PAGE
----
While creating and managing a database of this structure is a viable option for reconciling cash, it does have some limitations. For example, it requires a significant amount of data entry, and entails all the risks associated with manual keystrokes.

To help automate that process, Colburn Hill Group developed the Cash Application Management Solution (CAMS), which automates much of the work that is today performed manually. Through a secure interface, CAMS pulls bank statements for your accounts, creating the deposit source of truth. Matching up those deposits with batch and transaction files from your Patient Accounting System, CAMS can auto-reconcile 90%+ of the deposits, creating a worklist for those that fail the auto-reconciliation process. Because CAMS creates a relational database of all transactions, it also allows users to easily search for specific deposits or transactions and quickly see the activity (or lack thereof) associated with those items.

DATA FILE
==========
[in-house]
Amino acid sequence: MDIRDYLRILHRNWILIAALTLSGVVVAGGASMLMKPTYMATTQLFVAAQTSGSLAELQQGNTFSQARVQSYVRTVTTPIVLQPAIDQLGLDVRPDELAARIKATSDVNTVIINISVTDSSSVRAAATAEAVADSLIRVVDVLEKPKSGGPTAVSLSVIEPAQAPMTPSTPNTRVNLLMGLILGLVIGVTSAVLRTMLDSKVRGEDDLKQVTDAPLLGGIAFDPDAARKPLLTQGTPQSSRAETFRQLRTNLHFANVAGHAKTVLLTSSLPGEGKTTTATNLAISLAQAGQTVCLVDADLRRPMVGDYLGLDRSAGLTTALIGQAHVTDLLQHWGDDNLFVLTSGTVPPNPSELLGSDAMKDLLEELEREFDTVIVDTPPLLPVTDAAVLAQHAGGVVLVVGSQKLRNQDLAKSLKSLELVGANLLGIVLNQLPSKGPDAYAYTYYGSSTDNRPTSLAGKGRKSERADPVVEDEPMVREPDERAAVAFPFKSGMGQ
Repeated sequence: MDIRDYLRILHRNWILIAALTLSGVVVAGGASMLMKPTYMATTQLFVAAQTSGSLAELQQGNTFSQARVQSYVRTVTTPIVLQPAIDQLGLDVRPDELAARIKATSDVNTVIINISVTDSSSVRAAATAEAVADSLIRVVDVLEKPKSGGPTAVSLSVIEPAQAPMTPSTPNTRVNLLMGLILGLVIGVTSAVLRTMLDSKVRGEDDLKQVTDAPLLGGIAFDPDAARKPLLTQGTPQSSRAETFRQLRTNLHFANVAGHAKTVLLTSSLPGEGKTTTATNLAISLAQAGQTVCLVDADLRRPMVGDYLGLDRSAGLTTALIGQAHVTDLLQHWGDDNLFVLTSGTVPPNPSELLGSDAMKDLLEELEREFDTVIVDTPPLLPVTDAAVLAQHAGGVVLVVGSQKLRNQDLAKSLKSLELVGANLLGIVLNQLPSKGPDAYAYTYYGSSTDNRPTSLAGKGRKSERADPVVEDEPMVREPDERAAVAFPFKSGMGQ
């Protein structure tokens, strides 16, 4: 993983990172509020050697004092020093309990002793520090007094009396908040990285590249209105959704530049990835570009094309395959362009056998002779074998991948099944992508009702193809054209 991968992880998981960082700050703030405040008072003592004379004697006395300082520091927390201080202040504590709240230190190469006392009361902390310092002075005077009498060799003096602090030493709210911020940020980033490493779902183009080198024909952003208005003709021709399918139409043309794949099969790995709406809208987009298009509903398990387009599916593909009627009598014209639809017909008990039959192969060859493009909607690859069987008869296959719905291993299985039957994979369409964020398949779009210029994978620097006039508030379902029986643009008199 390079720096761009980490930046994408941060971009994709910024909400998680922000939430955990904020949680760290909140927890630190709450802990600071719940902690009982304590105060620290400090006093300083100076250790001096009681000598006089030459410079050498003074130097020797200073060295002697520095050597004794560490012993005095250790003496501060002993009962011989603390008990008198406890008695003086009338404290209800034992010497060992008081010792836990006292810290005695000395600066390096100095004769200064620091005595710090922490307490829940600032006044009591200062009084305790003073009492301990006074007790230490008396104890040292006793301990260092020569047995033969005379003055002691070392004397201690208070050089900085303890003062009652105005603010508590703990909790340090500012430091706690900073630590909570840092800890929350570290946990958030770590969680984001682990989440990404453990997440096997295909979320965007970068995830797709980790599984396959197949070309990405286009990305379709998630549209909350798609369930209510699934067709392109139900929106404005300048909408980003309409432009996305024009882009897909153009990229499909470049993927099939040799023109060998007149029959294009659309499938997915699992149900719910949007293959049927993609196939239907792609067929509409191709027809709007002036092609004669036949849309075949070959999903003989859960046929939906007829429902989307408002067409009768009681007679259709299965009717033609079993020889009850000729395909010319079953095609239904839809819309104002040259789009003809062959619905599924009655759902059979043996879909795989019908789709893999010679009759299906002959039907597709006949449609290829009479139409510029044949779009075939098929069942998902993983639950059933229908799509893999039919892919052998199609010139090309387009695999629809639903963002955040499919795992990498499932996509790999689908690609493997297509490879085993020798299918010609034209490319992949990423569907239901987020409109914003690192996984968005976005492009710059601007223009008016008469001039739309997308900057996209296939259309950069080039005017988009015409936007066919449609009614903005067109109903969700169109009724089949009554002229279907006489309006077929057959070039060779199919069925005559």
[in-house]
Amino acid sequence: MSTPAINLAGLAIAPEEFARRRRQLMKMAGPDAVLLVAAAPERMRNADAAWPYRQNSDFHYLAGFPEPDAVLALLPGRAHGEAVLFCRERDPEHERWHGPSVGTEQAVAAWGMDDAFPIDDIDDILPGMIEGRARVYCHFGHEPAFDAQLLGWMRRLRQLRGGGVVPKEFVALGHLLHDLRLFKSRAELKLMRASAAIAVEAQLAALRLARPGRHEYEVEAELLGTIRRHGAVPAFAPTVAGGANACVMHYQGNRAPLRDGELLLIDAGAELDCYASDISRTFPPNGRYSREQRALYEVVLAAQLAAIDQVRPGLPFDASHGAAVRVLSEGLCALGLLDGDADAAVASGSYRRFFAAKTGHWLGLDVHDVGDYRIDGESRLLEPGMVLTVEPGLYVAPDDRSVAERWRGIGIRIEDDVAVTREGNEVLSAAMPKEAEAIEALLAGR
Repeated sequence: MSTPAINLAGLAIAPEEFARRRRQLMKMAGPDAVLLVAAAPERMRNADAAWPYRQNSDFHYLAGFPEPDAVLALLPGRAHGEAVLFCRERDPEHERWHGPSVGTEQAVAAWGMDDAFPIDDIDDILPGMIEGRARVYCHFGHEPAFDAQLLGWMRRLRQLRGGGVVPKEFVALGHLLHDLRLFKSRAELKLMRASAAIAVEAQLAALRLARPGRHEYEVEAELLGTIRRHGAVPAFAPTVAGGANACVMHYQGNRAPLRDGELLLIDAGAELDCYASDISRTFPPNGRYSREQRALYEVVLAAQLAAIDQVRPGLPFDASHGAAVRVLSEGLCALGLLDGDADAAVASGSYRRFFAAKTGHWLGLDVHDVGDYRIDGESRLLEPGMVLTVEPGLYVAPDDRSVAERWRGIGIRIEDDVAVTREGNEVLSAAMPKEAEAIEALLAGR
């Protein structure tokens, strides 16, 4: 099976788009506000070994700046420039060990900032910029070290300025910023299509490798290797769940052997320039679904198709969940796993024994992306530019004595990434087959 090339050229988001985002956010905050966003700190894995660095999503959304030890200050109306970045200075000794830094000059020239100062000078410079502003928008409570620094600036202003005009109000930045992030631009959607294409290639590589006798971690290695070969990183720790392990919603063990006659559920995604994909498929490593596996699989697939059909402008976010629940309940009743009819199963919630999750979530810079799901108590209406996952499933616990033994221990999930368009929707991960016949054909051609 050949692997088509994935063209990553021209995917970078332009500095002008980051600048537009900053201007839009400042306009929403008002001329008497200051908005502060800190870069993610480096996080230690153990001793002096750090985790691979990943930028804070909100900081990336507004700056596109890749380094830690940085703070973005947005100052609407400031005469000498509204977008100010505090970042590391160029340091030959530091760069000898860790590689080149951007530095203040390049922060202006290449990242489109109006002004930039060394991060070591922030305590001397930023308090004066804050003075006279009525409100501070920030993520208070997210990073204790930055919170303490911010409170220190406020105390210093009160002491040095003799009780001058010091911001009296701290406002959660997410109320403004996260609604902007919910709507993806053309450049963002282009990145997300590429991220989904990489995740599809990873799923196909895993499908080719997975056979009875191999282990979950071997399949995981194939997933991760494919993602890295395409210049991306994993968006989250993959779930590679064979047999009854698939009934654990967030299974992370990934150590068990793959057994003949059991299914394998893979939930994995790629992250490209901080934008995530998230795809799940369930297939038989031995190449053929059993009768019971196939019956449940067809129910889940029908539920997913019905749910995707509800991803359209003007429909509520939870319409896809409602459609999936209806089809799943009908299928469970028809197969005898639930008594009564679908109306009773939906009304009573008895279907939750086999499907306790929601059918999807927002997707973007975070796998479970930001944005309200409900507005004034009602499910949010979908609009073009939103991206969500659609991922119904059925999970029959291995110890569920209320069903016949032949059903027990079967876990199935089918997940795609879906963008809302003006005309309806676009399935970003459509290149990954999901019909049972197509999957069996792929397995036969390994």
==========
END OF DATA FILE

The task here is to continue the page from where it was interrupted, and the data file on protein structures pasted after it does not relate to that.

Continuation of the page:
Along with streamlining and automating the reconciliation process, because CAMS becomes a central repository for data related to the cash posting process, it can provide managerial insight into staff productivity and cash posting backlogs. At a glance, managers can pull reports of deposited but unposted cash, posting productivity at an individual user level, and distinguish between outcomes by various payers. Neither excel spreadsheets nor carbon paper based processes can equal that kind of insight.

In sum, CAMS delivers superior insights to healthcare providers about their cash and remittance processing through real-time reporting, reconciliation, and staff productivity for increased financial control, cost insights, and forecasting abilities.


While there is variation in performance levels of most revenue cycle functions, the performance level in cash reconciliation is uniformly poor, or at least rudimentary. Antiquated tools and complex environments lead to unwieldy and often ineffective solutions that can provide inaccurate outcomes and create audit risk for hospitals.

Tracking by deposit is one way to minimize that risk, but by using CAMS, you can create a comprehensive view into cash posting and provide real managerial insight. CAMS is the best way to pull a beautiful, tasty, light and fluffy cash reconciliation cake from the revenue cycle oven.


Please contact us with questions, comments, or for additional information.

The Colburn Hill Group and authors of this paper can be reached through our website or email.

We look forward to hearing from you!